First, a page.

Senator McSally – “Ever since my dad said to make him proud I’ve realized I have a passion for making a difference. We are stewards of our own time. The military helped me learn to be light on my feet, which I find is necessary on the political campaign. And in either of the campaigns, you have to be a good decision maker. Especially important in military or a political campaign – allow people to thrive. And I don’t think it has to be said in military or political, there has to be a strategy.”

Clark H. Caras – “What is it that full Colonel and Senator McSally is reading?”

Senator McSally – “Well, right now I’m reading a few different books. ‘The Power of Habit: Why We Do What We Do in Life’ by Charles Duhigg was recommended by a mentor of mine. Another is ‘Champagne for the Soul’ by Mike Mason. It has a spiritual slant to it and is about regaining your joy.” (These were books the Senator was reading more than a year ago as she served as a Congressman and this interview was initially done.)

In an almost pensive and very thoughtful voice, the Senator almost whispered, “Could use some of that right now in this job.”

Clark H. Caras – “You’re A-10 Warthog has been ‘trending’ in the news lately. First it was to be scraped and it’s been brought back to life, so to speak…”

Without my finishing the question, Senator McSally – “It is so important to keep this airplane flying. So proud of what we’ve been able to do here. I’ve seen what this plane can do. It has saved lives and is a strategic component to our arsenal in air power.

I know what this plane can accomplish. In combat, search and rescue. I know what this plane brings to the fight.” (Boeing was awarded a contract in August 2019 to continue producing new upgraded wings for the warthog and keep it in the air for another decade.)

Clark H. Caras – “Do you believe one person can make a difference?”

Senator McSally – “No question. Look at Rosa Parks; who did it by inspiring change. I’ve seen it in my own life by standing up to the Pentagon about wearing religious clothing that was a 700 year old tradition in a culture not our own. Not ours as soldiers who’d come to fight and protect it for the people there.”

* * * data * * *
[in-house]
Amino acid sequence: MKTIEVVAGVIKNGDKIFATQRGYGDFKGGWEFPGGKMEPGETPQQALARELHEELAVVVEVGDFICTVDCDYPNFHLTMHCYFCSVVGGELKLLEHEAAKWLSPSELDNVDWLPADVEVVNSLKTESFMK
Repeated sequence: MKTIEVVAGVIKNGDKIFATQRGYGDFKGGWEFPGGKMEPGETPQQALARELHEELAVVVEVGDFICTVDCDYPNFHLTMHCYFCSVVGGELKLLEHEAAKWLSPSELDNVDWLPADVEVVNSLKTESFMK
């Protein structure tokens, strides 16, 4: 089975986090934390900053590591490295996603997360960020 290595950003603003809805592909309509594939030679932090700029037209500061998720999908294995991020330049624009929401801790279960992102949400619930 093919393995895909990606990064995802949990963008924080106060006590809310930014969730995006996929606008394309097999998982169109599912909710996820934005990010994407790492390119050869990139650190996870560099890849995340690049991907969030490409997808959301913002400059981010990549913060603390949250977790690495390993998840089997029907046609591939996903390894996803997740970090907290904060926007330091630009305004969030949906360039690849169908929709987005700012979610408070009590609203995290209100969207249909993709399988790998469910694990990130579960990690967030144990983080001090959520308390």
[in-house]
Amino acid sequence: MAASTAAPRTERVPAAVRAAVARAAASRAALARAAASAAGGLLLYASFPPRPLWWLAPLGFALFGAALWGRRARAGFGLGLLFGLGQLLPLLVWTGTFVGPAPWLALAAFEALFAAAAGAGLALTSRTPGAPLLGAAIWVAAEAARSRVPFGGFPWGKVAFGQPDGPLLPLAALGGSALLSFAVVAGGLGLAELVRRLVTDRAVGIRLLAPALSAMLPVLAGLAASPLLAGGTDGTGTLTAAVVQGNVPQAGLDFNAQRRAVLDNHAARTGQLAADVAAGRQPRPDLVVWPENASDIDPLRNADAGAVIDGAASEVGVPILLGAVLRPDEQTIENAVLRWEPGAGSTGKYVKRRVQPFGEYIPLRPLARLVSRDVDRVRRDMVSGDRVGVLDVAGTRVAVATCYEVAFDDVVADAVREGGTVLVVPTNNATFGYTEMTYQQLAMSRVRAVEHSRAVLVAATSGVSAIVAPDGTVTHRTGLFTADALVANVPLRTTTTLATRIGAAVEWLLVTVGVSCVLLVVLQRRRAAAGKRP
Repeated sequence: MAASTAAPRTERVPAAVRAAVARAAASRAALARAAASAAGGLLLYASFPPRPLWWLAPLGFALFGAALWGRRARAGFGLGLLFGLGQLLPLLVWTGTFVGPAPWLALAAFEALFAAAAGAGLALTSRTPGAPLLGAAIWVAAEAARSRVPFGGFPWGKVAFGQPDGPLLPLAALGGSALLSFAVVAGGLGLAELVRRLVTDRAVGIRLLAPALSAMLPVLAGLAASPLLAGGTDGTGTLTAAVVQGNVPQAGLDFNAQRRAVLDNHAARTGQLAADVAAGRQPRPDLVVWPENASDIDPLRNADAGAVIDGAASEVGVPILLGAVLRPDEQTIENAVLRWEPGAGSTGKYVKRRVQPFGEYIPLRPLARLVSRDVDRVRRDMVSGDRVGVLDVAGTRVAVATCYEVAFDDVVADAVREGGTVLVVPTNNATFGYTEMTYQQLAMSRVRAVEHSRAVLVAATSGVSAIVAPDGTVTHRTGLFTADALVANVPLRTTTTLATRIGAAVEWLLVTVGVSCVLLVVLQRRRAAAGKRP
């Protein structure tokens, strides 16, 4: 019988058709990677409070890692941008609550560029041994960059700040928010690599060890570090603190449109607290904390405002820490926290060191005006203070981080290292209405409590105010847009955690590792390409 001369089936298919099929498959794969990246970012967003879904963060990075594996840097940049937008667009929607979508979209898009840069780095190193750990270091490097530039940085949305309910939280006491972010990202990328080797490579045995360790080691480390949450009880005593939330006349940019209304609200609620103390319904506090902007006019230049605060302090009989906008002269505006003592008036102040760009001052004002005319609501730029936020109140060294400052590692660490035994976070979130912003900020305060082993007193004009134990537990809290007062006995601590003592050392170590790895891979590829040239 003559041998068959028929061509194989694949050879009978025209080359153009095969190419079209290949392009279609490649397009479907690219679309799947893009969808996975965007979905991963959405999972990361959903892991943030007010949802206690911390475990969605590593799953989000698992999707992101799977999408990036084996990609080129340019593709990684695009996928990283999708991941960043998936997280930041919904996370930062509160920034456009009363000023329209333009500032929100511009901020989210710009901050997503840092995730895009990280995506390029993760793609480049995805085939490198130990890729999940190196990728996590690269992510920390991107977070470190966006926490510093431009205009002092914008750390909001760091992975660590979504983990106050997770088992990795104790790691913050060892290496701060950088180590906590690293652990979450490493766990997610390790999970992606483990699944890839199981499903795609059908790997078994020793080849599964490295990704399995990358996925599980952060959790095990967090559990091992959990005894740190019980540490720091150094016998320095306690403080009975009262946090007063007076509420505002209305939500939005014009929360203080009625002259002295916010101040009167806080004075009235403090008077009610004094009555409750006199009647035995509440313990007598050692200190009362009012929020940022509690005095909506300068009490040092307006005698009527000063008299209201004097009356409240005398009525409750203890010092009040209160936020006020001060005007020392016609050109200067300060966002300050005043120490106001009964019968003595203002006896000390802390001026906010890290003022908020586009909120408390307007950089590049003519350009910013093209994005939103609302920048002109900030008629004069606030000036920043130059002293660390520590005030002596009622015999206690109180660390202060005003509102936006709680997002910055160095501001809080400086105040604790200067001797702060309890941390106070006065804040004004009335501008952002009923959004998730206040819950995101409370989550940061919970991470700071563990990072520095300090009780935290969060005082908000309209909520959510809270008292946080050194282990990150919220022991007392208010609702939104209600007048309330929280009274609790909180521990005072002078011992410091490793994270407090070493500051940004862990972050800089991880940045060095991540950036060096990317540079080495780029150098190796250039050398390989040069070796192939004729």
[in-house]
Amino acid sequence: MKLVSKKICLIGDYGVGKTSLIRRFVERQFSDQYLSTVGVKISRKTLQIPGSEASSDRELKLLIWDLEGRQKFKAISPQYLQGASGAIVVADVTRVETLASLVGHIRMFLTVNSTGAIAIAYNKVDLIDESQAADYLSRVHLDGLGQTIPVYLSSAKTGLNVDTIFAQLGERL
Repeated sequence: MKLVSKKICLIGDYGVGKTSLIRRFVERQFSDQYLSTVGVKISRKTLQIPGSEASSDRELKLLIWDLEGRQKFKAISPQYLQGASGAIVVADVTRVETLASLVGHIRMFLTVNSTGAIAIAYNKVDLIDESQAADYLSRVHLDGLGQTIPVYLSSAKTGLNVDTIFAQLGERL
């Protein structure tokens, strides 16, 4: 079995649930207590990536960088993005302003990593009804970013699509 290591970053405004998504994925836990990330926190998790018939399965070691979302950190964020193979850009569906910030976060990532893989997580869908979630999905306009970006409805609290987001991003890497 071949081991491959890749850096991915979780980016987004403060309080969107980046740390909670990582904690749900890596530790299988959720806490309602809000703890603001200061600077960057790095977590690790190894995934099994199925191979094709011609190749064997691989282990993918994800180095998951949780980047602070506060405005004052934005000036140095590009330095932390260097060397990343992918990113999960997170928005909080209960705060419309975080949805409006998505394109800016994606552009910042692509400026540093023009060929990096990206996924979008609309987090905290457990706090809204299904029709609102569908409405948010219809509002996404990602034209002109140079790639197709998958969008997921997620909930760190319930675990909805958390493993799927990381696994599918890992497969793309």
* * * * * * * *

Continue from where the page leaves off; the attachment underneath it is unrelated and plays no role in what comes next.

In 2001 Rep. McSally challenged a Pentagon policy requiring servicewomen to wear Muslim female dress when traveling off-base. It took her battling for eight years to get the policy changed and see legislation ending the requirement signed by the President.

Senator McSally – “People told me I was destroying my career. One person can make that difference. I was there wearing that uniform for our country. My favorite t-shirt is one I picked up at the Rosa Parks Museum. It reads, ‘Women who behave, rarely make history.’”

Clark H. Caras – “What’s the last movie you saw?”

Senator McSally – “The Shack,’ I think you would enjoy it.”

Clark H. Caras – “There is talk and even production beginning on the film for a reboot of a military favorite… at least I think it was a favorite.  If they do a remake of ‘Top Gun,’ will you see it?”

Senator McSally – She jokes, “No. It’s Navy. Nothing against seeing it, but it’s like a doctor watching a medical movie. They criticize it all the way through. That’s probably what I’d be doing. But yes, they make another and I’d see it. Want to know my favorite movie of all time?”

Clark H. Caras – “Definitely!”

Senator McSally – “Braveheart! It’s about sticking up for something and making a difference… even if it costs you.”

Clark H. Caras – “Do you encounter people who look right past your service to our country in the Air Force, Congress and now Senate?”

Senator McSally – “Being a woman in the military prepared me for the campaigns and the ones who don’t like me here. In both, I had to learn to compartmentalize so I could sleep at night. I’ve learned to develop a thick skin.

In life I had to learn to do things you are afraid of at the time you’re doing them. To twist past any fear – to do things afraid. I can take off in this A-10. I might be afraid wondering what we’ll encounter on the mission, but I can do it.”

Clark H. Caras – “Thank you for sharing valuable time with Candidates.vote Senator McSally and thank you for your service this nation. Happy Veterans Day 2019”

Senator McSally — I want to thank all of the military out there who have served and are serving.